MIR Spotlight: Joanna Millick
I didn’t know who she was at the time, but I first met Joanna Millick in 2001 on a bus from the Warsaw airport to Krakow’s medieval Old Town. She was the funny and flirty guide standing at the front of the bus with a microphone, telling jokes and bragging about Poland like a stand-up comedian.
Three years later, Joanna appeared in the Seattle office as our new colleague, putting together independent trips for travelers who didn’t want to join a group tour. She brought the same buoyant energy that we saw that night at the front of the bus to her clients and co-workers.
When she was 13, her parents got to know a Polish woman who worked at the U.S. Embassy, and Joanna began taking lessons from her every Saturday. Her tutor had taught herself English because, Joanna says, “she was in love with Elvis and wanted to know what he was singing. We learned simple past tense on ‘I gave a letter to the postman, he put it in his sack, bright and early next morning, he brought my letter back…’”
At 16, Joanna’s dream came true and she left Warsaw for a year in Utah as an exchange student. And she got to see Michael Jordan play against the Utah Jazz.
“He was fouled out, but I got to sit a couple rows behind Phil Jackson himself!”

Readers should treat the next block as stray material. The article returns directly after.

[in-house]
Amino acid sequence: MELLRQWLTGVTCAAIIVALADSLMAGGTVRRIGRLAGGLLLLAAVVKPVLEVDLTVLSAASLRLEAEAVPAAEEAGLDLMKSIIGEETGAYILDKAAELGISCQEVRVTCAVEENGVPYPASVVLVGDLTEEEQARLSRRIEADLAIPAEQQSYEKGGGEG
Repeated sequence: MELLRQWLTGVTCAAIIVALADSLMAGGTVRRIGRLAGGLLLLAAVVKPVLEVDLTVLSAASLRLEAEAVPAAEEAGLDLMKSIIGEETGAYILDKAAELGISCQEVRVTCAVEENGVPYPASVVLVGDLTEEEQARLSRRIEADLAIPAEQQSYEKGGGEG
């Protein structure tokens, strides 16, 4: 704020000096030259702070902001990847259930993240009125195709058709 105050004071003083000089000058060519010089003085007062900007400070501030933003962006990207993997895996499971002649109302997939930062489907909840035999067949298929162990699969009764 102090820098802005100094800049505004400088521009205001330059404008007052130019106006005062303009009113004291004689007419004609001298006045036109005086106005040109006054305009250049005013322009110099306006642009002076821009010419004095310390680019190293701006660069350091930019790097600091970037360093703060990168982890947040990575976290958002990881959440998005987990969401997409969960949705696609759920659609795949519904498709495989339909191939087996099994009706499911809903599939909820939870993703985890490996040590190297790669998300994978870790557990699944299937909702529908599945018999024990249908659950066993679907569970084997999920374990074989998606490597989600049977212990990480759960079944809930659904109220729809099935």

“That made me curious. In those days, nobody talked about what had happened to Poland’s Jews.”
Fascinated and horrified, she read her first book about the Holocaust, the diary of Adam Czerniakow, head of the Jewish Council in the Warsaw Ghetto. Its matter-of-fact entries included news of more and more people being crowded into the ghetto and more and more restrictions being put on them. Czerniakow’s last entry came on the day the mass deportations to the concentration camps began. He sat down and wrote two letters, one to his wife and one to the Jewish Council, then took a cyanide pill and ended his life, writing, “They are demanding that I kill the children of my people with my own hands. There is nothing for me to do but die.”
On her return from her year in the U.S., Joanna studied International Relations at Warsaw University and worked part time as a freelance guide around Poland. One day as she was working with a class of high school kids, she got a call to drop everything and take over a group from the American Jewish Congress who were unhappy with their guide. She met them in Krakow and accompanied them on their tour to Auschwitz.
“It was so inspiring, such a sobering moment for me. As a youth, you feel you are the center of the universe…”
“It is a powerful experience to be with people as they find where their family is buried, rediscovering forgotten cemeteries that nobody has visited since 1945.”
That seems to be what Joanna loves most about working with travelers.
“I feel like I am holding on to all their stories as the people go by,” she says.
With her combination of panache and compassion (what she calls “Slavic soul”), Joanna Millick is a brilliant tour manager, co-worker, and friend.
(Top photo credit: Joanna Millick. She’s wearing a scarf from her homeland, Poland.)
PUBLISHED: July 22, 2014